Signs Mixed on Interest Rate Moves
Whether, when and by how much the U.S. Federal Reserve will hike short-term interest rates is essentially a referendum on the state of the global economic recovery, and the signs are mixed.
“In 2015 you’ll start to see some movement in that direction [higher rates],” George Schultze, founder of Schultze Asset Management, which specializes in distressed debt investing, told Markets Media. “It’s a long time away, though, and you’re coming off extremely low rates. Many people who observe the bond market believe that we’ve been in more than a 30 year bull market for fixed income, and right now that we’re at the absolute peak. It’s impossible for rates to get lower.”
Highly accommodative monetary policies are the order of the day throughout the world, and have driven interest rate yields down for nearly every type of fixed income security, whether it’s mortgage backed securities, credit cards, loans, bonds, corporate debt, or high yield debt.
“The whole market is very rich right now because of this loose monetary policy, and it’s not just in the U.S., but it’s around the world. It’s in the U.K., all throughout Europe, in Japan, and in other markets,” said Schultze. “You really see a lot of accommodation and a lot of appetite to extend credit to boost employment and boost growth. It’s gotten to the point where we think is an extreme level.”
The central question is when the Fed will finally increase the federal funds rate from close to or at zero, and then how quickly it will be raised going forward. The Fed has reiterated its two objectives are centered on inflation and unemployment.
In terms of when the QE program will end and the beginning of interest rate increases will begin, the Fed has repeated the phrase “considerable time.” However, investors shouldn’t become too complacent about a zero-interest rate environment in the U.S., particularly if economic growth, employment and inflation accelerate.
“Our view is that the Fed may be hard-pressed to keep the Federal funds rate at zero for another 12 months in the context of stronger growth and employment,” said Christopher Molumphy, chief investment officer at Franklin Templeton Fixed Income Group, in an online post.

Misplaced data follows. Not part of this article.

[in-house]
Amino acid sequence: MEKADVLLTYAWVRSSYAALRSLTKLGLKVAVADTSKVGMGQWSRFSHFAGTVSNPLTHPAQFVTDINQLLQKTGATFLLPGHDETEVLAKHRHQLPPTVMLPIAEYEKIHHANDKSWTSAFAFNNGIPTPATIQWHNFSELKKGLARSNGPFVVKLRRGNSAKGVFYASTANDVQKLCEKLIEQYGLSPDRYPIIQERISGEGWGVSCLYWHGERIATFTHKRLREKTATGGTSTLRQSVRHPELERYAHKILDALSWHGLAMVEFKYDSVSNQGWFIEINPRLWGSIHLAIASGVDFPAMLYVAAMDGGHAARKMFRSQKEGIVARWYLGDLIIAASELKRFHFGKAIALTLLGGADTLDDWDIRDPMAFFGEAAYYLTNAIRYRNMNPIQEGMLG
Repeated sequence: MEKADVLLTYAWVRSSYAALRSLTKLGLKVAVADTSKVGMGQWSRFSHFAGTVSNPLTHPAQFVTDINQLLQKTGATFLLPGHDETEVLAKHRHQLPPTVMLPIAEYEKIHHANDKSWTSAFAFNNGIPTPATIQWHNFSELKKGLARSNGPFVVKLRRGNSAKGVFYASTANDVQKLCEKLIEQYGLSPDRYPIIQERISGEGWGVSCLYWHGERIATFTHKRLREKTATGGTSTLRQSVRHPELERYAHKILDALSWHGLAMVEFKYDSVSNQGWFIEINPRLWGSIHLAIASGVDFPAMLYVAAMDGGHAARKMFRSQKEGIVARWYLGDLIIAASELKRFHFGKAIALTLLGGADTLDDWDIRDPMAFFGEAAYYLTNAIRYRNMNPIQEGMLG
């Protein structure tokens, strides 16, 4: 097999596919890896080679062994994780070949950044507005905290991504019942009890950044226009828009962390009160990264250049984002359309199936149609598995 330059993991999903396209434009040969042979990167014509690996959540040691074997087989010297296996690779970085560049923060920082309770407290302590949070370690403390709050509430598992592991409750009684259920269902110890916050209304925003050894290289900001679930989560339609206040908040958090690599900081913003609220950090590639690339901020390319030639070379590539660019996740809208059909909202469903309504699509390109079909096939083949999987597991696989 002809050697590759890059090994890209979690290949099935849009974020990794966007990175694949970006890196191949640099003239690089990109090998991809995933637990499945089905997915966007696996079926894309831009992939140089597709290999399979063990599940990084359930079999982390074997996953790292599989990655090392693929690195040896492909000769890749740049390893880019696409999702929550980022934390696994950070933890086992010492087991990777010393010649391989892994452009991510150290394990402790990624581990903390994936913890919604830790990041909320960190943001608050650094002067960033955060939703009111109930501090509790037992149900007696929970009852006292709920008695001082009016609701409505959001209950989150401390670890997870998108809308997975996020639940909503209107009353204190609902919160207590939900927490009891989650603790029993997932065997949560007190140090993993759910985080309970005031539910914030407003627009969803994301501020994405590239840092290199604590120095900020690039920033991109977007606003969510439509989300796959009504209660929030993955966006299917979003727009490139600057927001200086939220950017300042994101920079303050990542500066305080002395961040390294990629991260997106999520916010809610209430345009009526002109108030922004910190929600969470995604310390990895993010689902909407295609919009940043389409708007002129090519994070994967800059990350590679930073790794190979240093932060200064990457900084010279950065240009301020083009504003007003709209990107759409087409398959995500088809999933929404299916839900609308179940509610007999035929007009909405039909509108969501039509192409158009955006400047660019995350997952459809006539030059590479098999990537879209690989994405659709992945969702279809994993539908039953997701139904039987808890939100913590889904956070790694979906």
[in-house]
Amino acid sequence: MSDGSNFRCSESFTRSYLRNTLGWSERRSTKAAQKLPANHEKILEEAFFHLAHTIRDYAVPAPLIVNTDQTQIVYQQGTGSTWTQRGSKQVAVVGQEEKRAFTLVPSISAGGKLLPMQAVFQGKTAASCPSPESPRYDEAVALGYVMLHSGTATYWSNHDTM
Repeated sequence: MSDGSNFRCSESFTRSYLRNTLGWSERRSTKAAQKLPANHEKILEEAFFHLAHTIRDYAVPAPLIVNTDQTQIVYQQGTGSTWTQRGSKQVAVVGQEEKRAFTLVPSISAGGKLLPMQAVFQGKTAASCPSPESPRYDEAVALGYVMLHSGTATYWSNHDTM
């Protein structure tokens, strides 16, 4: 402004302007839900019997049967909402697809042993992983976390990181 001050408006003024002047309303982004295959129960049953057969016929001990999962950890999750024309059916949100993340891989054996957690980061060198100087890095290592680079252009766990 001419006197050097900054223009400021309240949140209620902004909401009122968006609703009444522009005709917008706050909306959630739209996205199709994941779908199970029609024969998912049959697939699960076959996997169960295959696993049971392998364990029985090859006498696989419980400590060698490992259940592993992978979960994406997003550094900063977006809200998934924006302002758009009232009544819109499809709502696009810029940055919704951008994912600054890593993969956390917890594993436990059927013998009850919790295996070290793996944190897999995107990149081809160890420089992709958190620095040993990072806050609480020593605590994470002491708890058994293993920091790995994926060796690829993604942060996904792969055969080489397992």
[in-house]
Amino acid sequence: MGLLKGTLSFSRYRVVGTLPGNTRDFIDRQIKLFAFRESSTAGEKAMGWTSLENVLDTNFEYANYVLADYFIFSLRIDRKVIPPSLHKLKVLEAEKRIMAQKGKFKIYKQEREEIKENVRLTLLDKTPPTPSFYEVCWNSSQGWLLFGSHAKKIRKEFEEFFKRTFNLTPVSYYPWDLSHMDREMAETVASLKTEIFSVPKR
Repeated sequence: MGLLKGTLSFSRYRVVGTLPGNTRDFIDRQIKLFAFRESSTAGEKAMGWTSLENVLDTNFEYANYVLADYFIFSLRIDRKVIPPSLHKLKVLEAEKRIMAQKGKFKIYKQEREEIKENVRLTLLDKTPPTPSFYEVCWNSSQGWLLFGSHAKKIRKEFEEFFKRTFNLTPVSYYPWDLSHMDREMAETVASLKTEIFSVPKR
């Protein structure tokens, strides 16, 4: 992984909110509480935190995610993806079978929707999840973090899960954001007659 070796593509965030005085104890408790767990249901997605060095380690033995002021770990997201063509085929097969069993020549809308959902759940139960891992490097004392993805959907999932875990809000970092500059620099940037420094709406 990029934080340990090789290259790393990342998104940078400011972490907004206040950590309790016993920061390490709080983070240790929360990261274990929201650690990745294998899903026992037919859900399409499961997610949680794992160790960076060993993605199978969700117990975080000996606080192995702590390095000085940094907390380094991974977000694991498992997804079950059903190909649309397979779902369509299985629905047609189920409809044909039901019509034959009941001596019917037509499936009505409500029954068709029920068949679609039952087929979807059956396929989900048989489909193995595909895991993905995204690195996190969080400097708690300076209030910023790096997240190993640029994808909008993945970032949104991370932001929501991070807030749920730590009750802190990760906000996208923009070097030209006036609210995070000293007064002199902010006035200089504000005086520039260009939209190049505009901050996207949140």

The big macroeconomic theme is quantitative easing, and extreme accommodation by central banks around the world, starting with the U.S. Federal Reserve Bank.
“The entire fixed income market is priced off of what people perceive as low-risk treasury securities,” said Schultze. “Most of the fixed income world trade off of the spread of the supposedly risk free rate. What we have these days is that risk free securities, or supposedly risk free securities, U.S. treasuries, trades at extremely low yield these days, almost non-existent yield. ”
The Fed recognizes that low interest rates may provide incentives for some investors to “reach for yield,” and those actions could increase vulnerabilities in the financial system to adverse events.
While prices of real estate, equities, and corporate bonds have risen appreciably and valuation metrics have increased, they remain generally in line with historical norms. In some sectors, such as lower-rated corporate debt, valuations appear stretched and issuance has been brisk, Fed chairman Janet Yellen told Congress this week.
“The Committee remains confident that it has the tools it needs to raise short-term interest rates when the time is right and to achieve the desired level of short-term interest rates thereafter, even with the Federal Reserve’s elevated balance sheet,” Yellen said. “At our meetings this spring, we have been constructively working through the many issues associated with the eventual normalization of the stance and conduct of monetary policy.”
Featured image via Dollar Photo Club
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